While perhaps not the greatest film ever made, Duplicity nevertheless touches upon a premise rarely used: corporate spying. ‘Corporate’ of course the key word in that term, lots of spying has been done in films, just little of it oriented toward gathering information that can be used to gain some advantage on the market over competitors. But a company’s undisclosed research data is a concrete entity; it can be stolen, leading to the question: what of the more subjective elements leading to a firm’s success on the market—branding, design, logos, and marketing campaigns? And what of the underworld below? William Gibson’s 2003 Pattern Recognition is the novel capturing this idea in a contemporary, corporate world.
Cayce is a ‘coolhunter’. At some conscious level she is aware of what logos or ideas will be popular and which not, and as such hires out her abilities to various companies, providing recommendations on their latest brand proposals. Contracted by a marketing consultant named called Blue Ant at the outset of Pattern Recognition, Cayce is asked to evaluate the latest logo designs for a London company. Once her evaluation is complete, however, her work is not done for Blue Ant. Brought on full-time by the CEO, a man named Bigend, Cayce is asked to track down the maker of indie films being leaked onto the internet. The films causing a serious buzz, Bigend gives Cayce an unlimited credit card and sends her off to find the creator. Where Cayce ends up, however, is anything but the corporate backroom.
Pattern Recognition is classic Gibson. From the bone-white prose to the jet-set tech, fascination with Japan to the reaches of corporate interest, Cayce’s story traverses territory that is analogous to Gibson’s previous novels in many ways. The evolution of Pattern Recognition, however, is found in the novel’s setting. Where the Sprawl trilogy was near future and the Bridge trilogy near-near future, Pattern Recognition continues with the trend, being set in present day Earth. The innovation (i.e. sensawunda so many sf fans are looking for) lies in how Gibson captures sub-cultural fascination with certain art movements and the corporate response once the awareness of this fascination seeps into the public realm; corporate branding both an artistic and corporate venture in the 21st century, Cayce’s story is more than just graphic design.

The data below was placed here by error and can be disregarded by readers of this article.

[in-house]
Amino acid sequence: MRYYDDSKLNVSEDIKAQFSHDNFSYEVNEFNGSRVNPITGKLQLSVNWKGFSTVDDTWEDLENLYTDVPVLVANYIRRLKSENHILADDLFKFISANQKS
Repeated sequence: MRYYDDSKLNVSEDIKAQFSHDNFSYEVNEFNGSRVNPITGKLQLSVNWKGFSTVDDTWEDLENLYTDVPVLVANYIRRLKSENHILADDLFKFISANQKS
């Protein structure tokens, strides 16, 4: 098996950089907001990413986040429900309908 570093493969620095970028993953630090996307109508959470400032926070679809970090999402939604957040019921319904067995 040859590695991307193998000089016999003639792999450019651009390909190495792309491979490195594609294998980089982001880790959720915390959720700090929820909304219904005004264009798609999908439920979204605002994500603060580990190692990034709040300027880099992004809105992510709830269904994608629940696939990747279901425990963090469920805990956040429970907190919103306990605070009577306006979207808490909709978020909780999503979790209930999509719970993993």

Thus, for as much as Cayce’s abilities seem intriguing, they do not play a strong role in the story. Gibson not delving into consciousness to present a vision of what inclines humans toward certain marketing campaigns, the focus is more on the people and corporations behind those campaigns, and the lengths they will go to guarantee a successful campaign. From creating original ideas to thievery to legal subsuming of existing ideas, Cayce’s boss Bigend is portrayed as a man who will go to many extremes to guarantee his and his clients’ commercial success. The climax of the novel (thankfully) does not feature an evil man, laughing maniacally as he manipulates the world through advertizing for his own profit. Instead, it illustrates the number of layers and places within society that present day marketing derives from, which makes for more equally interesting reading.
In the end, Pattern Recognition is an fascinating novel in how it transforms itself before the reader’s eyes. One minute they are participating in the story of a style expert, and the next caught up in a bizarre thriller addressing, of all things, internet sub-cultures, the power of graphic art, humanity’s need for ‘cool’, and the economic players (above and below ground) with their hands in all these pies. The novel retains a cynical tone left over from the ‘80s that feels quite outdated—like someone from an earlier generation trying to address issues in the current generation, but besides this is a highly readable novel that proves Gibson remains a singular entity.